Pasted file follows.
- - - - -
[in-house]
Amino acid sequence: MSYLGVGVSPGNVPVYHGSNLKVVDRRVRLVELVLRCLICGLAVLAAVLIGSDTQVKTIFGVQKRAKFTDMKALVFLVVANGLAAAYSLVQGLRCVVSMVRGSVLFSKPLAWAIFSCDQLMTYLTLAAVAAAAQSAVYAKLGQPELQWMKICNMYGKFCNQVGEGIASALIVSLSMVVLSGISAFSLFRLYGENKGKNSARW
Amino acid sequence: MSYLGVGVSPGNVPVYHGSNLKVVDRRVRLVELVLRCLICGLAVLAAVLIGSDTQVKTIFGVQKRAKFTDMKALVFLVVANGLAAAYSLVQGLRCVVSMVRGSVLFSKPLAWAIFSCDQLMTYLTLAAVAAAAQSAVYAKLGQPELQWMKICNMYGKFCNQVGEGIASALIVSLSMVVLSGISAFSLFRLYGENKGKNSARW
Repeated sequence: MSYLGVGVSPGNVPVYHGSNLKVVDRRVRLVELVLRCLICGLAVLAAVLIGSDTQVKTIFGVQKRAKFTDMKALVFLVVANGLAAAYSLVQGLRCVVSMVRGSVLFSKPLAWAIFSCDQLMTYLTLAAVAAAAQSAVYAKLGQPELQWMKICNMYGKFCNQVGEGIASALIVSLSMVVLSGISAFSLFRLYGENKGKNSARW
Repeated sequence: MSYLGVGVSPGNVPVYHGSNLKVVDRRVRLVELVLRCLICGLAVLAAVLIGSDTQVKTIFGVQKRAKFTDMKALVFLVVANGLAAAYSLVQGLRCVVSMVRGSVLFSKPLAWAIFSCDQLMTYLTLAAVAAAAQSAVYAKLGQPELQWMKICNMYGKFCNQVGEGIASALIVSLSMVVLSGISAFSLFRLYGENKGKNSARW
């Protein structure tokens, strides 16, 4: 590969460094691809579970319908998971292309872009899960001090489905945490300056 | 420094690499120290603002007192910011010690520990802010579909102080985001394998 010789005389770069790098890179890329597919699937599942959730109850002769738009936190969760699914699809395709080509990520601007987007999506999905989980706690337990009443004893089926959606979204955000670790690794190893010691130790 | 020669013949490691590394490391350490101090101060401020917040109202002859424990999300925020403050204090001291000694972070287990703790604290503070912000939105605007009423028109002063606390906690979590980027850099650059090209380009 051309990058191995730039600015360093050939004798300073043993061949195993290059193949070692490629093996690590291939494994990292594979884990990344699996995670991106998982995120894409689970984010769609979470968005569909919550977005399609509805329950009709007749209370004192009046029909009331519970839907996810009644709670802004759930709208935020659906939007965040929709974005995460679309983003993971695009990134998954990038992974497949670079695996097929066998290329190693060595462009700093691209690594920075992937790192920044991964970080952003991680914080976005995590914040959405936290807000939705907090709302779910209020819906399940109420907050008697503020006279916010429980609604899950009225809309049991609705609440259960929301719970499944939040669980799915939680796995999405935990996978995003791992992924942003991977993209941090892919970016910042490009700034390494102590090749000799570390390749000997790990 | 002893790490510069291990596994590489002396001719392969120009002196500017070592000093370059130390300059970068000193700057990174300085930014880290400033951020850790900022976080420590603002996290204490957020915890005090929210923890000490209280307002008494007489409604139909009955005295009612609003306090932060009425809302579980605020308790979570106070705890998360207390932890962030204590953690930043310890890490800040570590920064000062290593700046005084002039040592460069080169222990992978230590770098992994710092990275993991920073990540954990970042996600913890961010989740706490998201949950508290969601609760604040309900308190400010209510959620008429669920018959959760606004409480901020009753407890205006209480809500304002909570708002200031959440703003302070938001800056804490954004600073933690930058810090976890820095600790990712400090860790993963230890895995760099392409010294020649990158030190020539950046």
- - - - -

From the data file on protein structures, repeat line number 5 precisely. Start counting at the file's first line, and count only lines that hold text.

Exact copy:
Repeated sequence: MSYLGVGVSPGNVPVYHGSNLKVVDRRVRLVELVLRCLICGLAVLAAVLIGSDTQVKTIFGVQKRAKFTDMKALVFLVVANGLAAAYSLVQGLRCVVSMVRGSVLFSKPLAWAIFSCDQLMTYLTLAAVAAAAQSAVYAKLGQPELQWMKICNMYGKFCNQVGEGIASALIVSLSMVVLSGISAFSLFRLYGENKGKNSARW